New Zealand’s South Island is on the wish list of every serious landscape photographer. I have had the pleasure of visiting it twice now and still haven’t scratched the surface. The photography opportunities here are endless. Where else would you find glaciers, fiords, mountains, remote rugged coast, wildlife, and rolling countryside within a hour of each other?

View images from New Zealand’s North Island

Moeraki Boulders

These majestic boulders, oddly spherical have been exhumed by coastal erosion from the surrounding cliffs. I love this place, obviously because of the interesting rock formations, but also because of it’s relatively isolated location. I’ve never been disappointed by the sunset or sunrise here, on my last visit I experienced an awesome fiery red dawn an hour before sunrise.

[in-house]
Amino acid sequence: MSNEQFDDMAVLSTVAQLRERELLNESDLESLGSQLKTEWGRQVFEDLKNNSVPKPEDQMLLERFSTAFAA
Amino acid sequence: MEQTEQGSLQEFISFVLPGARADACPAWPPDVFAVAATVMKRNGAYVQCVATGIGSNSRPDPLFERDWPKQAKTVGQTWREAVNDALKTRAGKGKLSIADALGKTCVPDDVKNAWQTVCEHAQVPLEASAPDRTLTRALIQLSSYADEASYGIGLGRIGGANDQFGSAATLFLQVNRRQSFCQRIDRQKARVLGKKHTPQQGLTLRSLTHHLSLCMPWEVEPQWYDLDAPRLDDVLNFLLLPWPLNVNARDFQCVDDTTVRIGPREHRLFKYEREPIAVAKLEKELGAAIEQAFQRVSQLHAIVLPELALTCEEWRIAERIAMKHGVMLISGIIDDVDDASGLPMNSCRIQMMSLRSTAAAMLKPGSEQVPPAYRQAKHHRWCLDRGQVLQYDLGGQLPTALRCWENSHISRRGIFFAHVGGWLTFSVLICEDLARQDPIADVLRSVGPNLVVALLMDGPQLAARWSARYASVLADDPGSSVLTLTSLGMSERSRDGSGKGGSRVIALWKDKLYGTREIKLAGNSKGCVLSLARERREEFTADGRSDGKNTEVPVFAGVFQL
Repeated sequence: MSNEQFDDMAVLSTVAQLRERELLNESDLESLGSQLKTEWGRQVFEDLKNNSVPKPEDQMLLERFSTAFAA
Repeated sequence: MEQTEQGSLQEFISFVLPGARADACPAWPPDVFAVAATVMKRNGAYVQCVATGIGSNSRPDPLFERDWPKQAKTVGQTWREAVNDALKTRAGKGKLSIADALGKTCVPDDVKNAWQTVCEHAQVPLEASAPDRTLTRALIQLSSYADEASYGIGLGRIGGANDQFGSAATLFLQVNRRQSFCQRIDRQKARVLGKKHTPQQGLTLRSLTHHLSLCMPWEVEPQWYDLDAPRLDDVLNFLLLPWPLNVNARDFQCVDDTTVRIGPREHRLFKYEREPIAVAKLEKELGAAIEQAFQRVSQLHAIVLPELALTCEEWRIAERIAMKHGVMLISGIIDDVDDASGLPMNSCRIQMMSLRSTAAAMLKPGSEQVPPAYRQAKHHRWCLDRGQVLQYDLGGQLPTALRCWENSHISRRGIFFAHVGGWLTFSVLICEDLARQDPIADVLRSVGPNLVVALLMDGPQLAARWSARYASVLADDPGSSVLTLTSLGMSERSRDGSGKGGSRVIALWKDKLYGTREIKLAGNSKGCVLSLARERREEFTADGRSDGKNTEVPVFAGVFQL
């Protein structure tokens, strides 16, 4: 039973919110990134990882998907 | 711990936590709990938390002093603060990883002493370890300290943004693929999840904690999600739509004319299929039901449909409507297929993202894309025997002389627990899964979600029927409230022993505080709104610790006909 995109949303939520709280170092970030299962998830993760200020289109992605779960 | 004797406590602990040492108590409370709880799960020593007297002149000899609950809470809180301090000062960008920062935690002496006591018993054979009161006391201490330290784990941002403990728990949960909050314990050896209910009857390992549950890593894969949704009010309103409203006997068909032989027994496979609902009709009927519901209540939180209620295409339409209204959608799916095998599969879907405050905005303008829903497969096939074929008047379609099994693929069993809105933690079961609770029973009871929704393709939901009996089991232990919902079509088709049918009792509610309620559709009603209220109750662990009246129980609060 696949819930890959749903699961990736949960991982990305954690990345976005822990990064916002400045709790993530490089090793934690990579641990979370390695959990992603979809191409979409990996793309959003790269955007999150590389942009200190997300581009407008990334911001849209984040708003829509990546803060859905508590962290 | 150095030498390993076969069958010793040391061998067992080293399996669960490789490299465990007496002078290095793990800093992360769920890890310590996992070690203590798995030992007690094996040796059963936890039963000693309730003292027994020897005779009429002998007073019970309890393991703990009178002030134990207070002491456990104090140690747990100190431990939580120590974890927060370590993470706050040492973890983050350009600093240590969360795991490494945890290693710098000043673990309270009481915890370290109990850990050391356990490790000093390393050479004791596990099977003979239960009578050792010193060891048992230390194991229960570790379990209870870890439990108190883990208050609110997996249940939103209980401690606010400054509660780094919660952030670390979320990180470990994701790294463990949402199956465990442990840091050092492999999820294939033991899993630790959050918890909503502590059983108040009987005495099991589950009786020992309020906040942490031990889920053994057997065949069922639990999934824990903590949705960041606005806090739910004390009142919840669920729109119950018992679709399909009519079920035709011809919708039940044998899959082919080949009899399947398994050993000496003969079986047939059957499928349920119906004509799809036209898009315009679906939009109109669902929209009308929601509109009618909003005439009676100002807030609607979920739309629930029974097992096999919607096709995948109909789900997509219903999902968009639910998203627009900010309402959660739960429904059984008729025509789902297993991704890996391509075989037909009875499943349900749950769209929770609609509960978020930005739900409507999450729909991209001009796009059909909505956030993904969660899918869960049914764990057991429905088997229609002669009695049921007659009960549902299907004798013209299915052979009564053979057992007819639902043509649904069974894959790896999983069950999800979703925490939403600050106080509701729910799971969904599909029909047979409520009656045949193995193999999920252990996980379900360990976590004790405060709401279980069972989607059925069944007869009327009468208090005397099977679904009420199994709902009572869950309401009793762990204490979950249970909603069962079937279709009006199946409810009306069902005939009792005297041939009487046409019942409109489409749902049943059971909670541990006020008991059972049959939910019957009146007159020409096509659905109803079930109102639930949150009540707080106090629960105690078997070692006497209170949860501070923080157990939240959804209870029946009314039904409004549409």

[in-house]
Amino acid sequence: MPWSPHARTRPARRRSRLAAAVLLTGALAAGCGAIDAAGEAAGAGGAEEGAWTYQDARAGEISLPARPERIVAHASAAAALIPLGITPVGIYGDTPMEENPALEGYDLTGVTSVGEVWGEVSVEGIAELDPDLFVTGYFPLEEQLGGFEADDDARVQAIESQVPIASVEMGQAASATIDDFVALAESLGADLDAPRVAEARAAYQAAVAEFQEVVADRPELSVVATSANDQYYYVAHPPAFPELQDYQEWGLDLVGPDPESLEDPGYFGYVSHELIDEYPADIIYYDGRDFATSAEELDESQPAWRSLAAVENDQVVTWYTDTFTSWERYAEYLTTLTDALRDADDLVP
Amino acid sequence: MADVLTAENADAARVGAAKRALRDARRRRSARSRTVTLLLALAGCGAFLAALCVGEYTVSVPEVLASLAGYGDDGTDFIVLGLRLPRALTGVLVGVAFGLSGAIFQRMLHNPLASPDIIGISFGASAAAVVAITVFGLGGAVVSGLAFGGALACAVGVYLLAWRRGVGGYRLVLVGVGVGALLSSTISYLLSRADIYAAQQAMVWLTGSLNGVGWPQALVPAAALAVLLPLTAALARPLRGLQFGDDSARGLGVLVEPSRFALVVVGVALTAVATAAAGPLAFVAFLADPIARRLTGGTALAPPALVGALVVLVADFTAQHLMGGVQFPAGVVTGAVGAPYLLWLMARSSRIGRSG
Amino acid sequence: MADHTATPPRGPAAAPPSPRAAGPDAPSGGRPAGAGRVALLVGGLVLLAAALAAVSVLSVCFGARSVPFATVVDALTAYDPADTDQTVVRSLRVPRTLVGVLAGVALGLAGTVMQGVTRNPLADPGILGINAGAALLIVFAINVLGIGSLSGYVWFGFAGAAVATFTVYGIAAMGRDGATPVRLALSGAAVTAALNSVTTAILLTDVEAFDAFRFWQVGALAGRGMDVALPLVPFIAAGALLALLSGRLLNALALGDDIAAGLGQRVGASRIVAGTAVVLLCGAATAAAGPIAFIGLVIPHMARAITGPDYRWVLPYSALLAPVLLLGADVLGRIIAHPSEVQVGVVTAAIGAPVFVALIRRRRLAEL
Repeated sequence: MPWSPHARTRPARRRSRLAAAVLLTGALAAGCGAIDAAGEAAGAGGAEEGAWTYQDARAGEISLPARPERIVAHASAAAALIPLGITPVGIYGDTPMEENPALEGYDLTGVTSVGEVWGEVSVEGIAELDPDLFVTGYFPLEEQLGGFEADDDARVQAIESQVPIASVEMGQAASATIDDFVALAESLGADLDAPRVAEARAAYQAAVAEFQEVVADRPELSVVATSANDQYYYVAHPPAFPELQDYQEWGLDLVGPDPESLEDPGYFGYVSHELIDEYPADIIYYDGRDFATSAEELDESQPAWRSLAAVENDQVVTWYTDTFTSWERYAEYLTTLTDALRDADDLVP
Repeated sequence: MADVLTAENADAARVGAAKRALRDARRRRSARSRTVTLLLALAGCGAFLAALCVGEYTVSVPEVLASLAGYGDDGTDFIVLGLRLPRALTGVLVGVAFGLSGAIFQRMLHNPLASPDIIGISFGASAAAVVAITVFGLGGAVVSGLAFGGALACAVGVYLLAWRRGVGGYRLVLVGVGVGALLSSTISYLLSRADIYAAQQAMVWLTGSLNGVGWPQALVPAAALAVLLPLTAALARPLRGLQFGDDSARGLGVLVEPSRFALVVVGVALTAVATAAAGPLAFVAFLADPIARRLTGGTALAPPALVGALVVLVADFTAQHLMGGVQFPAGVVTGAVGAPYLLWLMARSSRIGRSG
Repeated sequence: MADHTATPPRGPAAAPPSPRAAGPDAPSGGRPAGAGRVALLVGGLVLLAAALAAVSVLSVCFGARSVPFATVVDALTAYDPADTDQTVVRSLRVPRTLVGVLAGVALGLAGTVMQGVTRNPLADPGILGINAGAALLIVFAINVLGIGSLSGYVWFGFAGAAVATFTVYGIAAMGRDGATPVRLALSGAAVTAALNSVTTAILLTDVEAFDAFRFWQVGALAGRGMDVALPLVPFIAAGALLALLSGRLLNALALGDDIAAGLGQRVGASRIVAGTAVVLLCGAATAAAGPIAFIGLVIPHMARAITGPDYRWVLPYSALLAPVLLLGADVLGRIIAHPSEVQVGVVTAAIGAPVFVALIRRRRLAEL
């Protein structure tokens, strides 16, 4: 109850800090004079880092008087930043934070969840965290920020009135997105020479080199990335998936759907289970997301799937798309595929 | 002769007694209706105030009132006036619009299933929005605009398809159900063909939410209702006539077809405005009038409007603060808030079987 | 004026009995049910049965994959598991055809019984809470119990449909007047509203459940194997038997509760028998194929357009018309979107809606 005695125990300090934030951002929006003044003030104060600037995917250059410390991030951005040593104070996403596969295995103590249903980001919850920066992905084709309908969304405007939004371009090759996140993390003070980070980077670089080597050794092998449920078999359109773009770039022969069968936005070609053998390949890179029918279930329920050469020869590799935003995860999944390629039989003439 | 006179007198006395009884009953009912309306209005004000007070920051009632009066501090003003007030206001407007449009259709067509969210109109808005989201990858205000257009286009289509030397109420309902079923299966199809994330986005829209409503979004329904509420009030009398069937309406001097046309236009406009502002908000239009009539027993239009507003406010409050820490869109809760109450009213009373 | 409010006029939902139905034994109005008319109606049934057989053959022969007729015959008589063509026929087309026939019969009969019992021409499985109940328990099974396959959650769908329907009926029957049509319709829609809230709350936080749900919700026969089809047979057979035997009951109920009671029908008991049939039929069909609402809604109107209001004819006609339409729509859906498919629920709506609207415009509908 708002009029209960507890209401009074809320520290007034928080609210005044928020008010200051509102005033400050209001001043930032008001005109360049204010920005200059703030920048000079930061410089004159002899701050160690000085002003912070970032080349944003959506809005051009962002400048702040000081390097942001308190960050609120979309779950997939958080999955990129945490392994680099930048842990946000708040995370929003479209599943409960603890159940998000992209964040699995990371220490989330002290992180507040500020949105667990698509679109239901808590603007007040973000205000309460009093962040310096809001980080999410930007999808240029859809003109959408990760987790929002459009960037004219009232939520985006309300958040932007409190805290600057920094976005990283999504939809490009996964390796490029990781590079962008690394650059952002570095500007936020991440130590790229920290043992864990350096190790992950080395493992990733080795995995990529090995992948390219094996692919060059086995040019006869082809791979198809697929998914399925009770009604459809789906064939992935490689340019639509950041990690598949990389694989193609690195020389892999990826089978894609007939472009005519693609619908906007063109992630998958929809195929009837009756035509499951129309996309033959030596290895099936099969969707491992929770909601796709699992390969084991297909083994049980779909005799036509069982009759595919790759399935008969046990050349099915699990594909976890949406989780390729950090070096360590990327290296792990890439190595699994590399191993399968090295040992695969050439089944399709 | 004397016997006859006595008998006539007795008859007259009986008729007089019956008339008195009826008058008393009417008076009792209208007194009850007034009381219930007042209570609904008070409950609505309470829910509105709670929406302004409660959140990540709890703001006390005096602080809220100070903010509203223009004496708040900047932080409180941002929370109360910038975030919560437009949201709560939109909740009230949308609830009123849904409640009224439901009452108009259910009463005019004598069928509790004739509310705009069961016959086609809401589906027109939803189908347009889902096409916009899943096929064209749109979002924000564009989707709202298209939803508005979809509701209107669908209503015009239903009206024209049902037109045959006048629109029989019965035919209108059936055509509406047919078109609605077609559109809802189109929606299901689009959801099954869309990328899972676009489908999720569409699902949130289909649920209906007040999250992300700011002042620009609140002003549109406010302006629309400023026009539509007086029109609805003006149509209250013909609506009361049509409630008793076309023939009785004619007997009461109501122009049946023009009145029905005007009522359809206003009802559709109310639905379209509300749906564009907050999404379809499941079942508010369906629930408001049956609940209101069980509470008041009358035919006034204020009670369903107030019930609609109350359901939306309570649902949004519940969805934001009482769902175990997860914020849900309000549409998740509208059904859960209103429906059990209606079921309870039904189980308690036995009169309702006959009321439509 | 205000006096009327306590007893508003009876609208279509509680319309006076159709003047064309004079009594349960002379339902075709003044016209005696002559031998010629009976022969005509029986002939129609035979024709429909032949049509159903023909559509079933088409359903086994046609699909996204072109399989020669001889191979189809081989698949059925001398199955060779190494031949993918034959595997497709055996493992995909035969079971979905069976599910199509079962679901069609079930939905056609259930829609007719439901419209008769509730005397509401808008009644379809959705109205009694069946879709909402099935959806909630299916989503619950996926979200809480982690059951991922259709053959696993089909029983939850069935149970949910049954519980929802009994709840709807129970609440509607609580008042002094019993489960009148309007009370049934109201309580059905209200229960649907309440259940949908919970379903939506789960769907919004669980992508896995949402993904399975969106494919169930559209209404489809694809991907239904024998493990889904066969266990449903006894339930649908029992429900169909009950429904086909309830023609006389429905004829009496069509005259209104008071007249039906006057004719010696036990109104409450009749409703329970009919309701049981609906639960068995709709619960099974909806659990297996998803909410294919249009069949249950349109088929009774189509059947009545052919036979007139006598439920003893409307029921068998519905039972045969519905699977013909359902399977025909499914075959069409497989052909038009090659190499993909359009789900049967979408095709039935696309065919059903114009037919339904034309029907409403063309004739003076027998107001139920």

Moeraki Boulders, Koekohe Beach, New Zealand

Milford Sound / Doubtful Sound

Milford Sound is the most visited tourist attraction in New Zealand and rightfully so. The landscape, actually a fiord has been shaped by glacial ice over millennia. For me the best place to view it’s iconic Mitre peak isn’t actually out at sea or by boat on the fiord but rather from the coast. The drive there from Te Anau is worth the trip alone.

Doubtful Sound is not quite as popular due to its relative inaccessibility. There is no access to the fiord by road so you have to travel by boat or walk (not for the faint hearted!). It is no less stunning than Milford and being a bit more remote makes it that extra bit special.

Milford Sound, Fiordland National Park, New Zealand

Church of The Good Shepherd

Church of The Good Shepherd is another well deserved popular tourist hotspot. Lake Tekapo is a stunning location. The azure lake is surround by an awe inspiring mountainous landscape which is covered by a blanket of snow in the winter. The Church is the main focal point perfectly situated on the lakes edge.

Church of the Good Shepherd, New Zealand